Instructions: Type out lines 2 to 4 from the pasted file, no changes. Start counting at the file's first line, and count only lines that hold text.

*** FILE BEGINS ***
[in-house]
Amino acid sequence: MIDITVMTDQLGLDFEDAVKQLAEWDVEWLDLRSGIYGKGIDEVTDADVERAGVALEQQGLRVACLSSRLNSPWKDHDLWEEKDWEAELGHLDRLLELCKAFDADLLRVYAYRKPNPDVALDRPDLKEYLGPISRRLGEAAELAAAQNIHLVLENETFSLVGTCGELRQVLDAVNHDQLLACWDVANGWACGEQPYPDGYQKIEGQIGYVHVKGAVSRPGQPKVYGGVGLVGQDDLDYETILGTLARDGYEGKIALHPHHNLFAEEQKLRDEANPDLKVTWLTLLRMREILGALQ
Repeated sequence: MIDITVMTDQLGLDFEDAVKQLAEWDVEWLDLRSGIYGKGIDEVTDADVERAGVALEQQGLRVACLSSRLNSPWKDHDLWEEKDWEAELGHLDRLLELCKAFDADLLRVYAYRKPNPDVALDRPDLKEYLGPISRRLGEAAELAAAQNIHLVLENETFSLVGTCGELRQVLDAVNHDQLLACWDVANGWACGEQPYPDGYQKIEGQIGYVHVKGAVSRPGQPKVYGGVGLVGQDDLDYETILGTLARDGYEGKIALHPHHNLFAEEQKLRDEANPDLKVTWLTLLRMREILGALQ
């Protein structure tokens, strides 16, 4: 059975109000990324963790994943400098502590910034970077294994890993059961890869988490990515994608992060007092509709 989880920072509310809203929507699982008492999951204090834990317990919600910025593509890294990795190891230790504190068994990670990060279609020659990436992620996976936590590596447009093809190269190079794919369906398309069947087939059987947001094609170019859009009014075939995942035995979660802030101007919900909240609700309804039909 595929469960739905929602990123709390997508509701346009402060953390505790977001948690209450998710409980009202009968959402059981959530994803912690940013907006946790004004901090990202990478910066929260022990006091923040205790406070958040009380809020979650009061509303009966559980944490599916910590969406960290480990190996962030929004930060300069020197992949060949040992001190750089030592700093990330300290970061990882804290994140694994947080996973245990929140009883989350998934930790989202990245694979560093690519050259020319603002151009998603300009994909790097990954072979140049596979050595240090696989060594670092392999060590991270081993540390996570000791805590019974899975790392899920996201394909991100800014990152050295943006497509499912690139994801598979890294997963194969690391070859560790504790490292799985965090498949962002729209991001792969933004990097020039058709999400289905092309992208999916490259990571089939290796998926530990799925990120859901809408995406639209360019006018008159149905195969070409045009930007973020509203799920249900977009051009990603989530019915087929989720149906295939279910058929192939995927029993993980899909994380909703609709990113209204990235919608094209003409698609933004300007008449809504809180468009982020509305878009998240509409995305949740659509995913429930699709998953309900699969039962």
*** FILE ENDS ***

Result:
Amino acid sequence: MIDITVMTDQLGLDFEDAVKQLAEWDVEWLDLRSGIYGKGIDEVTDADVERAGVALEQQGLRVACLSSRLNSPWKDHDLWEEKDWEAELGHLDRLLELCKAFDADLLRVYAYRKPNPDVALDRPDLKEYLGPISRRLGEAAELAAAQNIHLVLENETFSLVGTCGELRQVLDAVNHDQLLACWDVANGWACGEQPYPDGYQKIEGQIGYVHVKGAVSRPGQPKVYGGVGLVGQDDLDYETILGTLARDGYEGKIALHPHHNLFAEEQKLRDEANPDLKVTWLTLLRMREILGALQ
Repeated sequence: MIDITVMTDQLGLDFEDAVKQLAEWDVEWLDLRSGIYGKGIDEVTDADVERAGVALEQQGLRVACLSSRLNSPWKDHDLWEEKDWEAELGHLDRLLELCKAFDADLLRVYAYRKPNPDVALDRPDLKEYLGPISRRLGEAAELAAAQNIHLVLENETFSLVGTCGELRQVLDAVNHDQLLACWDVANGWACGEQPYPDGYQKIEGQIGYVHVKGAVSRPGQPKVYGGVGLVGQDDLDYETILGTLARDGYEGKIALHPHHNLFAEEQKLRDEANPDLKVTWLTLLRMREILGALQ
């Protein structure tokens, strides 16, 4: 059975109000990324963790994943400098502590910034970077294994890993059961890869988490990515994608992060007092509709 989880920072509310809203929507699982008492999951204090834990317990919600910025593509890294990795190891230790504190068994990670990060279609020659990436992620996976936590590596447009093809190269190079794919369906398309069947087939059987947001094609170019859009009014075939995942035995979660802030101007919900909240609700309804039909 595929469960739905929602990123709390997508509701346009402060953390505790977001948690209450998710409980009202009968959402059981959530994803912690940013907006946790004004901090990202990478910066929260022990006091923040205790406070958040009380809020979650009061509303009966559980944490599916910590969406960290480990190996962030929004930060300069020197992949060949040992001190750089030592700093990330300290970061990882804290994140694994947080996973245990929140009883989350998934930790989202990245694979560093690519050259020319603002151009998603300009994909790097990954072979140049596979050595240090696989060594670092392999060590991270081993540390996570000791805590019974899975790392899920996201394909991100800014990152050295943006497509499912690139994801598979890294997963194969690391070859560790504790490292799985965090498949962002729209991001792969933004990097020039058709999400289905092309992208999916490259990571089939290796998926530990799925990120859901809408995406639209360019006018008159149905195969070409045009930007973020509203799920249900977009051009990603989530019915087929989720149906295939279910058929192939995927029993993980899909994380909703609709990113209204990235919608094209003409698609933004300007008449809504809180468009982020509305878009998240509409995305949740659509995913429930699709998953309900699969039962």